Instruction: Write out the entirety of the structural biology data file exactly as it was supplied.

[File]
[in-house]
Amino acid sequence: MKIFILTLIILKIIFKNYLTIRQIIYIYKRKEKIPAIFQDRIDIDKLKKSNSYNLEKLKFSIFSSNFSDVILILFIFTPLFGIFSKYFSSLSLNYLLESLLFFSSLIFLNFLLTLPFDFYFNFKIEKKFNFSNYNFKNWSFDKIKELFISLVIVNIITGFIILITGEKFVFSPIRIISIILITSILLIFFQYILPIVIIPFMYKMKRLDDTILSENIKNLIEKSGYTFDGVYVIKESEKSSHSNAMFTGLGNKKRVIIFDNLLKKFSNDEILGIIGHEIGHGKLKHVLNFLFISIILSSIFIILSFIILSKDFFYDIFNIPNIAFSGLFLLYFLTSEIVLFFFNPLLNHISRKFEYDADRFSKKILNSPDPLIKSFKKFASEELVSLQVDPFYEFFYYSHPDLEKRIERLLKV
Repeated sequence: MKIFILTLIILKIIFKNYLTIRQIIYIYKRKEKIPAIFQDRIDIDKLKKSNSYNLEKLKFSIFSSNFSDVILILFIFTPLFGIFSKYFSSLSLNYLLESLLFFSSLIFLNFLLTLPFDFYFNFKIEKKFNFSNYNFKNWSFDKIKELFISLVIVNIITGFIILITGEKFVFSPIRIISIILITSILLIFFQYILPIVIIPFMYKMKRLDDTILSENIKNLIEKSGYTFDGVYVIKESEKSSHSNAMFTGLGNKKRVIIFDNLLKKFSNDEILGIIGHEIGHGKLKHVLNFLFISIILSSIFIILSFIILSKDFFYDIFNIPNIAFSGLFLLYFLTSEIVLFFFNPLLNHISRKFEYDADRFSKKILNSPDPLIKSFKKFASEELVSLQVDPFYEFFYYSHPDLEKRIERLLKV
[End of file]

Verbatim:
[in-house]
Amino acid sequence: MKIFILTLIILKIIFKNYLTIRQIIYIYKRKEKIPAIFQDRIDIDKLKKSNSYNLEKLKFSIFSSNFSDVILILFIFTPLFGIFSKYFSSLSLNYLLESLLFFSSLIFLNFLLTLPFDFYFNFKIEKKFNFSNYNFKNWSFDKIKELFISLVIVNIITGFIILITGEKFVFSPIRIISIILITSILLIFFQYILPIVIIPFMYKMKRLDDTILSENIKNLIEKSGYTFDGVYVIKESEKSSHSNAMFTGLGNKKRVIIFDNLLKKFSNDEILGIIGHEIGHGKLKHVLNFLFISIILSSIFIILSFIILSKDFFYDIFNIPNIAFSGLFLLYFLTSEIVLFFFNPLLNHISRKFEYDADRFSKKILNSPDPLIKSFKKFASEELVSLQVDPFYEFFYYSHPDLEKRIERLLKV
Repeated sequence: MKIFILTLIILKIIFKNYLTIRQIIYIYKRKEKIPAIFQDRIDIDKLKKSNSYNLEKLKFSIFSSNFSDVILILFIFTPLFGIFSKYFSSLSLNYLLESLLFFSSLIFLNFLLTLPFDFYFNFKIEKKFNFSNYNFKNWSFDKIKELFISLVIVNIITGFIILITGEKFVFSPIRIISIILITSILLIFFQYILPIVIIPFMYKMKRLDDTILSENIKNLIEKSGYTFDGVYVIKESEKSSHSNAMFTGLGNKKRVIIFDNLLKKFSNDEILGIIGHEIGHGKLKHVLNFLFISIILSSIFIILSFIILSKDFFYDIFNIPNIAFSGLFLLYFLTSEIVLFFFNPLLNHISRKFEYDADRFSKKILNSPDPLIKSFKKFASEELVSLQVDPFYEFFYYSHPDLEKRIERLLKV